by Zach Blaesi
Babies and strap-ons. The two rarely come up in the same conversation, but the juxtaposition somehow makes sense in the opening scene of “The Babymakers.” Tommy (Paul Schneider) and Audrey (Olivia Munn) are celebrating their third year anniversary on a dinner date. When Audrey ambiguously hints at their anniversary vow to start a family, Tommy slyly recalls an anniversary vow of a different sort—to try anal. To his surprise, Audrey is totally up for it. She just needs to buy something first—a strap-on. The two share a laugh, but they are serious about bringing their relationship to the next level by starting a family.
Directed by Jay Chandrasekhar (“Super Troopers”), “The Babymakers” kicks off with a scene that sets the comedic tone for the rest of the film, and it poses the film’s central problem: Tommy, the couple soon finds, is infertile. Fortunately for Tommy, he was once a sperm donor. Now if only he could get some of that stuff back.
A comedy like this relies upon the believability of its characters, the chemistry of its leads, and the effectiveness of its situational humor. From this perspective, while “The Babymakers” has many laugh-out-loud funny moments, it remains hollow.
Narratively, the fatal flaw of “The Babymakers”exists within its superficial dramatic structure. We never learn much about Tommy and Audrey, nor do we understand much about their relationship. Their decision to start a family begins with the very first scene, and we are expected to believe this decision on the basis of genre clichés and social norms. In reality, their decision seems stilted and arbitrary, imposed upon them by the script for the purpose of setting up a number of comedic situations. Those comedic situations may be funny, but with no larger drama behind them, the film fails to make a real impact.
Simply put, for the film to make an impact, the viewer needs to genuinely believe that Tommy and Audrey are desperate to start a family together, and this is something the film fails to achieve. However, this problem may also share its origin with the lack of chemistry between the two leads. Neither Munn nor Schneider are offered much by the script, and the two never work well together.
The script also fails to sustain the central conflict. When Audrey decides to adopt a child, the film could just end there, but that wouldn’t fit the overall story, so the film finds preposterous ways to keep the plot dragging onward.
Though the overall story is lacking in authenticity, many viewers will still appreciate the film for its laughs. From this perspective, “The Babymakers” is at its funniest when its dialogue isn’t trying so hard. There are many contrived lines that fall completely flat. By contrast, the film often succeeds in its humor when it sets up small dramatic situations between its characters and follows them to their absurd conclusions. One of these situations involves a narcissistic gay man’s offer to trade Tommy his old sperm in exchange for sex. “Fuck or be fucked,” Tommy’s best friend, Wade, later puts it.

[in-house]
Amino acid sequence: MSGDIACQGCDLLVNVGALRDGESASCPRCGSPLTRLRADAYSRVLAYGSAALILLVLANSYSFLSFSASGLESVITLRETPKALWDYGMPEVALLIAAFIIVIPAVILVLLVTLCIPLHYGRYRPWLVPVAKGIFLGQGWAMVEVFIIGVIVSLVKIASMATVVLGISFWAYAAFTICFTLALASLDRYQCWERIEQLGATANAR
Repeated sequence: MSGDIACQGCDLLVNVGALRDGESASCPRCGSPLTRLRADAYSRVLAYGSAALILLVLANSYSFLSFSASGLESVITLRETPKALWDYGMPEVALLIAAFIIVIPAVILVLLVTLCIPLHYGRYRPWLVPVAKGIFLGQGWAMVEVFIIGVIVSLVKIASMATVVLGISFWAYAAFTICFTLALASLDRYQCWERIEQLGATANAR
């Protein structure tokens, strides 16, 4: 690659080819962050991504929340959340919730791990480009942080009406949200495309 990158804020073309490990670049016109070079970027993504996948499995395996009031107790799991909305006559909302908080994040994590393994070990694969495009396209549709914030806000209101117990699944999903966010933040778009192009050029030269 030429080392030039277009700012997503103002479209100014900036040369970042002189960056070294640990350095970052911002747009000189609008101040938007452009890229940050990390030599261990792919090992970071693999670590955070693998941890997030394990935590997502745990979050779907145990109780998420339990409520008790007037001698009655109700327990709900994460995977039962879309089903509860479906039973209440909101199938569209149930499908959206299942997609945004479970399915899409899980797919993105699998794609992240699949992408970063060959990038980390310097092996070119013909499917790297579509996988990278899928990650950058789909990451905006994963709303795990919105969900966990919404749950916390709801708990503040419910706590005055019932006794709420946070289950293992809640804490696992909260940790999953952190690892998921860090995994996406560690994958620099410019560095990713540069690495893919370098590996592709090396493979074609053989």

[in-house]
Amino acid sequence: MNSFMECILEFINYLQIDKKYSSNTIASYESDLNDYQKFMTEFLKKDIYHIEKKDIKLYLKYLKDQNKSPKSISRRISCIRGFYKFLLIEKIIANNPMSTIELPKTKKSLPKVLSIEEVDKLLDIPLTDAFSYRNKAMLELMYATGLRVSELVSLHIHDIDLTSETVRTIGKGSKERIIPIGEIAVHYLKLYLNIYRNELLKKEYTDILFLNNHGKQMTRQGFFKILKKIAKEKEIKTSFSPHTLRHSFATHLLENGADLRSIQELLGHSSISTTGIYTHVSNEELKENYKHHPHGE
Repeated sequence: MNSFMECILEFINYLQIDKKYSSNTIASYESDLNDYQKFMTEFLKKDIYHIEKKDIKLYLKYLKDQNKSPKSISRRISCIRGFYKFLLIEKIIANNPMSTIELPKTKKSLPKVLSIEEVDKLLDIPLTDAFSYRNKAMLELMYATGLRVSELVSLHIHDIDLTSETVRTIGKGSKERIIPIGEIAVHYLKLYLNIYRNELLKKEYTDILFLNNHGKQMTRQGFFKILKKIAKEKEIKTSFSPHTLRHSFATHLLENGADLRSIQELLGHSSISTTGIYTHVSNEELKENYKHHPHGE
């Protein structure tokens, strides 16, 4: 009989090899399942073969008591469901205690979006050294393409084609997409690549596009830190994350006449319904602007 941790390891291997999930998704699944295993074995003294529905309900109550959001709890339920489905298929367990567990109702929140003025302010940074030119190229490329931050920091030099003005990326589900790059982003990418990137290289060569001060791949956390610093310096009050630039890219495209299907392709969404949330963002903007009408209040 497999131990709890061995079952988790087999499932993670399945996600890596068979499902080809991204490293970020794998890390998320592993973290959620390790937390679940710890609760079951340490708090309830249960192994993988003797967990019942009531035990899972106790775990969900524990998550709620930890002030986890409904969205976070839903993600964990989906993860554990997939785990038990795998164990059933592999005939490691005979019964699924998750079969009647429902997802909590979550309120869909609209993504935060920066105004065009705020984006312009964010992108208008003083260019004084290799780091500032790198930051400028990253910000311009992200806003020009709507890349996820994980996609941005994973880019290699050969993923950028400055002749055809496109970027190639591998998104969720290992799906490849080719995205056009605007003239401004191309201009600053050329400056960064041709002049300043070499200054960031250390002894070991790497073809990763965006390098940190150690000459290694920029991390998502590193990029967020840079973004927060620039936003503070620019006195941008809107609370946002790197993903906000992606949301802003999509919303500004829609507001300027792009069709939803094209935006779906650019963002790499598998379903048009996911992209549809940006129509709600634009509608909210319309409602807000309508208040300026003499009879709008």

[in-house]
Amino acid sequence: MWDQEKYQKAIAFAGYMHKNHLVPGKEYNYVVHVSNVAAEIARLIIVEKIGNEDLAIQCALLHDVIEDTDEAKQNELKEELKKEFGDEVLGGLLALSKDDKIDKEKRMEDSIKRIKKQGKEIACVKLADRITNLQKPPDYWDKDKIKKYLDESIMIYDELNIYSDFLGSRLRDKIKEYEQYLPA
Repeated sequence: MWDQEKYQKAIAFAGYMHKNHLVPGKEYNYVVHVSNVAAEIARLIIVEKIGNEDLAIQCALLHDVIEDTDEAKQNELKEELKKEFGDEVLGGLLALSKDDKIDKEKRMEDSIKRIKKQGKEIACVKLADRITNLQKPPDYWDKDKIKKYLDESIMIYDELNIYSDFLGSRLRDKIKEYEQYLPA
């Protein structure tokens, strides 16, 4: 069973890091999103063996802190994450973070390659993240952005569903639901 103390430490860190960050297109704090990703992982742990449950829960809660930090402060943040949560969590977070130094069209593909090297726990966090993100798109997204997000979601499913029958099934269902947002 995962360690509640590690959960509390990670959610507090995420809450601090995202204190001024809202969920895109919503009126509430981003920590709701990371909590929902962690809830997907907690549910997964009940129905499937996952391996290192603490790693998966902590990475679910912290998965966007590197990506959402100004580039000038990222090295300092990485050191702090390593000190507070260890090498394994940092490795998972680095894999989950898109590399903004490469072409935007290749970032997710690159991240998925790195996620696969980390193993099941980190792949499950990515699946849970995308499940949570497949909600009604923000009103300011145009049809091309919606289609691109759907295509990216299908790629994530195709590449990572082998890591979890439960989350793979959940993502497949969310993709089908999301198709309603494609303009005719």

The rest of these situations occur when Jay Chandrasekhar is on screen. He plays an immigrated Indian criminal, Ron Jon, who was rumored to have a role in the Indian mafia. When all other options fail (except for gay sex or adoption), Tommy and his friends enlist Ron Jon to help them rob a bank—a sperm bank, that is. The comedy that follows from these various situations probably wouldn’t work if Chandrasekhar didn’t play this character with a level of earnestness. Despite layers of goofiness, this character somehow seems real.
Formally, there isn’t too much going on here. The film is shot as one would expect, and while I haven’t seen Chandrasekhar’s previous films, it is hard to pinpoint any directorial flair here. The film is much more dialogue-dependent than cinematic, which is typical for the genre, but no fresh approaches to familiar content stand out in memory. However, the often stylized editing—with its occasional use of wipes and split-screen—adds a dimension of energy to the film that otherwise wouldn’t exist.
Not surprisingly, “The Babymakers” doesn’t say anything interesting about marriage or procreation. Tommy and Audrey decide to have children just because, and Tommy risks it all just so his kids can share his genes. By the end, we don’t really care which characters have children and how or why they have them. But for many, the juxtaposition of babies and strap-ons in the same conversation will be enough to make it through the movie.
Zach Blaesi is a contributing writer. Email him at firstname.lastname@example.org.